Today I was part of a panel entitled “Low Power, High Ideals for Noncommercial Broadcasting” at the 2007 convention of the Broadcast Education Association (BEA). Every April, the BEA meets at the National Association of Broadcasters annual mega-convention in Las Vegas, Nevada. My talk was entitled “Low Power, High Ideals for Student Radio: Enhancing the Electronic Sandbox in an iPod World.” Below is the text of my presentation.
It is always a pleasure to gather annually in this Mecca of conspicuous consumption to extol the high ideals of public service broadcasting. I’ve spent most of my career seeking to foster those high ideals at low power student radio stations. From carrier current to Class D FM, from leaky cable to closed-circuit public address systems, from webcasting to podcasting, student radio has employed a wide and fascinating diversity of technologies to pursue high ideals on a shoestring. I’m confident the future will bring even more innovations for student radio.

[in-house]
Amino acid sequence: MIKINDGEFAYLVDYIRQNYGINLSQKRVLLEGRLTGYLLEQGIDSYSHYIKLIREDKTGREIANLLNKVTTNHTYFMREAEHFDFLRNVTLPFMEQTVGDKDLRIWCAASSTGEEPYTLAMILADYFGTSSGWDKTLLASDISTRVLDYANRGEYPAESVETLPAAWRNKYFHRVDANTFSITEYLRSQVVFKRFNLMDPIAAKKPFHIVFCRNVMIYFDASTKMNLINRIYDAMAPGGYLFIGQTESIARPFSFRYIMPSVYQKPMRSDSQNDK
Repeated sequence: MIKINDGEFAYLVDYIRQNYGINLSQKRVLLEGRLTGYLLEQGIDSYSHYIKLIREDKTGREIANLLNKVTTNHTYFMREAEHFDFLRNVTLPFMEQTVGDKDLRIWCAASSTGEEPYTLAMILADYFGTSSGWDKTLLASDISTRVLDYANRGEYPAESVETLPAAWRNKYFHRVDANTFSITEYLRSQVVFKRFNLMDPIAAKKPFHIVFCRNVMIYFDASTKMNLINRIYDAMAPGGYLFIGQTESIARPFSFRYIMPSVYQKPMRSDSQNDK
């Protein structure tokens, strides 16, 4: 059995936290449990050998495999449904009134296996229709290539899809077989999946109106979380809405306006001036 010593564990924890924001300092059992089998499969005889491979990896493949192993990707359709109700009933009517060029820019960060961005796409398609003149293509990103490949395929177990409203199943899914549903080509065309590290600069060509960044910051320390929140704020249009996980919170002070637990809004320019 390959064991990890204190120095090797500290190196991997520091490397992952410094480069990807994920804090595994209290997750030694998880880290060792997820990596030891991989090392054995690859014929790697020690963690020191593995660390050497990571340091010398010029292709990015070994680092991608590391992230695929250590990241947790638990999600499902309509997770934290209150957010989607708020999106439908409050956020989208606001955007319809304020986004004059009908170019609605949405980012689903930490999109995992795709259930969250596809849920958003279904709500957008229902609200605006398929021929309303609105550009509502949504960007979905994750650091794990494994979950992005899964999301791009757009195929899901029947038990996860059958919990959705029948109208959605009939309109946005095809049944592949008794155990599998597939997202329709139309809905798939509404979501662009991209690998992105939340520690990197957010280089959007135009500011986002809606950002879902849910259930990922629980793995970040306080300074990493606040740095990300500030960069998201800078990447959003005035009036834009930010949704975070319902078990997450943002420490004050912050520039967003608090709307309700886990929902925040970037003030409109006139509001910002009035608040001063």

But the future can be tricky to predict without a firm grasp of where we’re coming from. So in keeping with the theme of this year’s conference, “Creating the Future by Understanding the Past,” I think it’s appropriate for those of us who advise student media to try to learn from our past, as we try to help students create an even better future for college radio. My goal for the next few minutes is to revisit some high ideals for student radio that I articulated at this conference fifteen years ago. Some of you may still recall that paper, as it was soon published in Feedback, was responded to a few times in subsequent issues of Feedback, and it has since become my most widely cited work on student media advising.
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